Fatal flaws in clinical decision making.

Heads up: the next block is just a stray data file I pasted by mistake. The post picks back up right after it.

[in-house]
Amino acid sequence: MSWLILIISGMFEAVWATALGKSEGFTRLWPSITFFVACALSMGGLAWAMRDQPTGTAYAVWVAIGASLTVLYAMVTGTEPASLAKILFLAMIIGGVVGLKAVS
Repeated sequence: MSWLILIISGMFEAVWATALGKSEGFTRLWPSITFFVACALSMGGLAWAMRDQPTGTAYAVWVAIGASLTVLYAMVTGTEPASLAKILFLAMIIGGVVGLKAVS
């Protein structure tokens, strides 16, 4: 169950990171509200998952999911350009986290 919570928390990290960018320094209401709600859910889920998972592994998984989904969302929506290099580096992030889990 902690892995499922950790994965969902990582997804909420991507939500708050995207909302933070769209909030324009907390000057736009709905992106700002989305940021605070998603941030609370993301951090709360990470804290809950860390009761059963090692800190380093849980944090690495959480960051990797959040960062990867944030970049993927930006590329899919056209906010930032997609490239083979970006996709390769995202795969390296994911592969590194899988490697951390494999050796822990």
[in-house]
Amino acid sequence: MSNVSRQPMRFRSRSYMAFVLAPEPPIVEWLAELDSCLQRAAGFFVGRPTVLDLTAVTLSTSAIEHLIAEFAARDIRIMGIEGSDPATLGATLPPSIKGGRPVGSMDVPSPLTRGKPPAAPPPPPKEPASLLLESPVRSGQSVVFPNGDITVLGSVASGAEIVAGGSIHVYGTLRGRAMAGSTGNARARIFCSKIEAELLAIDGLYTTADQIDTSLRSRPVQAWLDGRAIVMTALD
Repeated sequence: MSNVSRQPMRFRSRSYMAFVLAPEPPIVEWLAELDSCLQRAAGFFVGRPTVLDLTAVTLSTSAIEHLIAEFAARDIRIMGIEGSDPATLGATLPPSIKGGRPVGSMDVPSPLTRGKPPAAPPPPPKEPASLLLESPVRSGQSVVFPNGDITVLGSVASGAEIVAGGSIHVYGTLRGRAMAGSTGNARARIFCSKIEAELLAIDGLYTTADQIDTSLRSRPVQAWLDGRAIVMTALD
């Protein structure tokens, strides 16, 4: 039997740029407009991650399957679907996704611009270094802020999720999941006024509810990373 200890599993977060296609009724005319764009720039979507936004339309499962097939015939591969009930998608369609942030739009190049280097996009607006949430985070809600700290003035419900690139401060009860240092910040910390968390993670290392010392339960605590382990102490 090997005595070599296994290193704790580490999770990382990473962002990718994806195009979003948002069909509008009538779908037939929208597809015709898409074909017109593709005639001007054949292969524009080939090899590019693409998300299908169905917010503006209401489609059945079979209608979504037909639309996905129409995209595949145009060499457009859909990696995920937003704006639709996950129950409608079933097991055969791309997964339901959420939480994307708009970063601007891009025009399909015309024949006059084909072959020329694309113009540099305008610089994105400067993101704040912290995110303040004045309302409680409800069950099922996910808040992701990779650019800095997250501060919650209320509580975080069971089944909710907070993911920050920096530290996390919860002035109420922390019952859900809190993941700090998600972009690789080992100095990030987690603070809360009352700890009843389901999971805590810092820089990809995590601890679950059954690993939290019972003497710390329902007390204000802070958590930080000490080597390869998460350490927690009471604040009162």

Clinical decision-making is a complex process affected by many factors and has important implications for patient outcomes. Using data from the Australian and New Zealand Audit of Surgical Mortality database over a 1-year period, researchers fully audited 3422 deaths and identified 226 cases involving a clinical decision-making incident (CDMI) thought to be concerning by reviewers. The most frequently noted incident was decision to operate, followed by diagnostic error and insufficient postoperative evaluation. The authors suggest that thorough discussion of complex cases in advance of surgery might mitigate CDMIs related to decisions to perform surgery and that retrospectively reviewing deaths for such CDMIs may supplement existing processes for reviewing and learning from surgical mortality. A WebM&M commentary discussed an incident involving a diagnostic error in which a patient was taken to the operating room for an unnecessary surgery.